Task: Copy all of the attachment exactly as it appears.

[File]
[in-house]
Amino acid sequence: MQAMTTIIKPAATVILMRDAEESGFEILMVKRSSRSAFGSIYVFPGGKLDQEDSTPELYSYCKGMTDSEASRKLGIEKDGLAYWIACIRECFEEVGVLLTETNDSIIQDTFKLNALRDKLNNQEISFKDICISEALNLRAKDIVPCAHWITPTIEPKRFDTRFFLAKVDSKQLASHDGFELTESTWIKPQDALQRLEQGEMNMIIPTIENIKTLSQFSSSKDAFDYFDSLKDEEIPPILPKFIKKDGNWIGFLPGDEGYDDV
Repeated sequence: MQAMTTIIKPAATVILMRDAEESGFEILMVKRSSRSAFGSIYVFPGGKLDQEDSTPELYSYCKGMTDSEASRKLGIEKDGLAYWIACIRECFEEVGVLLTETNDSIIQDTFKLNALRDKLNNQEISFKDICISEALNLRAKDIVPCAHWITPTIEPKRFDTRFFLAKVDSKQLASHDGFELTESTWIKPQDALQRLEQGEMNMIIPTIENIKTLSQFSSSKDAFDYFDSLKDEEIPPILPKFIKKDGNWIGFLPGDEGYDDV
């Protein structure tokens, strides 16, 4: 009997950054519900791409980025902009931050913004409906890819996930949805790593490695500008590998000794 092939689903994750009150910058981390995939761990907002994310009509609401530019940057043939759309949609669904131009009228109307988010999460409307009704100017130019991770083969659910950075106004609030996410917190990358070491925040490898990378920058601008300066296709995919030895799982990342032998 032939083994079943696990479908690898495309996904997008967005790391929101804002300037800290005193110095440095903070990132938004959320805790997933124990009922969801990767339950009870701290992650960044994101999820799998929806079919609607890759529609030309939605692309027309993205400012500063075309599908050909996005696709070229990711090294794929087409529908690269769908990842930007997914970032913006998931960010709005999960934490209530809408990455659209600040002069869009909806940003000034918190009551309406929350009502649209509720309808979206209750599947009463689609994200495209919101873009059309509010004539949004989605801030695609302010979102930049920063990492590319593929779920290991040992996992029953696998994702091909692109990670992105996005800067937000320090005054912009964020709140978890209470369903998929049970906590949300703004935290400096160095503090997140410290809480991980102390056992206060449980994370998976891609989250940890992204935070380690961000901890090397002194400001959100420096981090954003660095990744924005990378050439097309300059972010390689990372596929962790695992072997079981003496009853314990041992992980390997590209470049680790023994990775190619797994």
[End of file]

[in-house]
Amino acid sequence: MQAMTTIIKPAATVILMRDAEESGFEILMVKRSSRSAFGSIYVFPGGKLDQEDSTPELYSYCKGMTDSEASRKLGIEKDGLAYWIACIRECFEEVGVLLTETNDSIIQDTFKLNALRDKLNNQEISFKDICISEALNLRAKDIVPCAHWITPTIEPKRFDTRFFLAKVDSKQLASHDGFELTESTWIKPQDALQRLEQGEMNMIIPTIENIKTLSQFSSSKDAFDYFDSLKDEEIPPILPKFIKKDGNWIGFLPGDEGYDDV
Repeated sequence: MQAMTTIIKPAATVILMRDAEESGFEILMVKRSSRSAFGSIYVFPGGKLDQEDSTPELYSYCKGMTDSEASRKLGIEKDGLAYWIACIRECFEEVGVLLTETNDSIIQDTFKLNALRDKLNNQEISFKDICISEALNLRAKDIVPCAHWITPTIEPKRFDTRFFLAKVDSKQLASHDGFELTESTWIKPQDALQRLEQGEMNMIIPTIENIKTLSQFSSSKDAFDYFDSLKDEEIPPILPKFIKKDGNWIGFLPGDEGYDDV
């Protein structure tokens, strides 16, 4: 009997950054519900791409980025902009931050913004409906890819996930949805790593490695500008590998000794 092939689903994750009150910058981390995939761990907002994310009509609401530019940057043939759309949609669904131009009228109307988010999460409307009704100017130019991770083969659910950075106004609030996410917190990358070491925040490898990378920058601008300066296709995919030895799982990342032998 032939083994079943696990479908690898495309996904997008967005790391929101804002300037800290005193110095440095903070990132938004959320805790997933124990009922969801990767339950009870701290992650960044994101999820799998929806079919609607890759529609030309939605692309027309993205400012500063075309599908050909996005696709070229990711090294794929087409529908690269769908990842930007997914970032913006998931960010709005999960934490209530809408990455659209600040002069869009909806940003000034918190009551309406929350009502649209509720309808979206209750599947009463689609994200495209919101873009059309509010004539949004989605801030695609302010979102930049920063990492590319593929779920290991040992996992029953696998994702091909692109990670992105996005800067937000320090005054912009964020709140978890209470369903998929049970906590949300703004935290400096160095503090997140410290809480991980102390056992206060449980994370998976891609989250940890992204935070380690961000901890090397002194400001959100420096981090954003660095990744924005990378050439097309300059972010390689990372596929962790695992072997079981003496009853314990041992992980390997590209470049680790023994990775190619797994």